Chapter XXII.—Unlawful Expulsion of John from his Bishopric. The Trouble which followed. Conflagration of the Church by Fire from Heaven. Exile of John to Cucusus.
From this period the most zealous of the people guarded John alternately, stationing themselves about the episcopal residence by night and by day. 1612 The bishops who had condemned him complained of this conduct as a violation of the laws of the Church, declared that they could answer for the justice of the sentence that had been enacted against him, and asserted that tranquillity would never be restored among the people until he had been expelled from the city. A messenger having conveyed to him a mandate from the emperor enjoining his immediate departure, John obeyed, and escaped from the city, unnoticed by those who had been appointed to guard him. He made no other censure than that, in being sent into banishment without a legal trial or any of the forms of the law, he was treated more severely than murderers, sorcerers, and adulterers. He was conveyed in a little bark to Bithynia, and thence immediately continued his journey. Some of his enemies were apprehensive lest the people, on hearing of his departure, should pursue him, and bring him back by force, and therefore commanded the gates of the church to be closed. When the people who were in the public places of the city heard of what had occurred, great confusion ensued; for some ran to the seashore as if they would follow him, and others fled hither and thither, and were in great terror since the wrath of the emperor was expected to visit them for creating so much disturbance and tumult. Those who were within the church barred the exits still further by rushing together upon them, and by pressing upon one another. With difficulty they forced the doors open by the use of great violence; one party shattered them with stones, another was pulling them toward themselves, and was thus forcing the crowd backward into the building. Meanwhile the church was suddenly consumed on all sides with fire. The flames extended in all directions, and the grand house of the senatorial council, adjacent to the church on the south, was doomed. The two parties mutually accused each other of incendiarism. The enemies of John asserted that his partisans had been guilty of the deed from revenge, on account of the vote that had been passed against him by the council. These latter, on the other hand, maintained that they had been calumniated, and that the deed was perpetrated by their enemies, with the intention of burning them in the church. While the fire was spreading from late afternoon until the morning, and creeping forward to the material which was still standing, the officers who held John in custody conveyed him to Cucusus, a city of Armenia, which the emperor by letter had appointed as the place of residence for the condemned man. Other officers were commissioned to arrest all the bishops and clerics who had favored the cause of John, and to imprison them in Chalcedon. Those citizens who were suspected of attachment to John were sought out and cast into prison, and compelled to pronounce anathema against him.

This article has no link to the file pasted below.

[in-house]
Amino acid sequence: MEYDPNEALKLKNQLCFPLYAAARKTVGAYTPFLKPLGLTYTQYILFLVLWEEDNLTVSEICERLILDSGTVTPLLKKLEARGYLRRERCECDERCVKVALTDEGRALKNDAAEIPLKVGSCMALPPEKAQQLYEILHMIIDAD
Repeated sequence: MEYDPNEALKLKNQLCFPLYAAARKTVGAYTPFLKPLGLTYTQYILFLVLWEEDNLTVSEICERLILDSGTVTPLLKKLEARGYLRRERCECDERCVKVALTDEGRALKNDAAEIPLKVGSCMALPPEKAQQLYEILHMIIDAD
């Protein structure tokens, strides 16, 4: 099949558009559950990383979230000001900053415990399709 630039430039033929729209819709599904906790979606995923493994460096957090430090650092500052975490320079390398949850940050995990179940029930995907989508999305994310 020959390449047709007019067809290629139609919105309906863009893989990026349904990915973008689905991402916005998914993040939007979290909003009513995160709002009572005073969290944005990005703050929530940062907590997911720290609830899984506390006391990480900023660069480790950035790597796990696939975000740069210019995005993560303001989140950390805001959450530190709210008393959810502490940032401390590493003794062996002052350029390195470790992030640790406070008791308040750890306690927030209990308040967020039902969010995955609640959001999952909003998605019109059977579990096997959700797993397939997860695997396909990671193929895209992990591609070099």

Soc. vi. 18; Pallad. ibid. and Chrys. Ep. ad Inn.; Theodoret, H. E. v. 34. Soz. has distinct material. Cf. Zos. v. 24.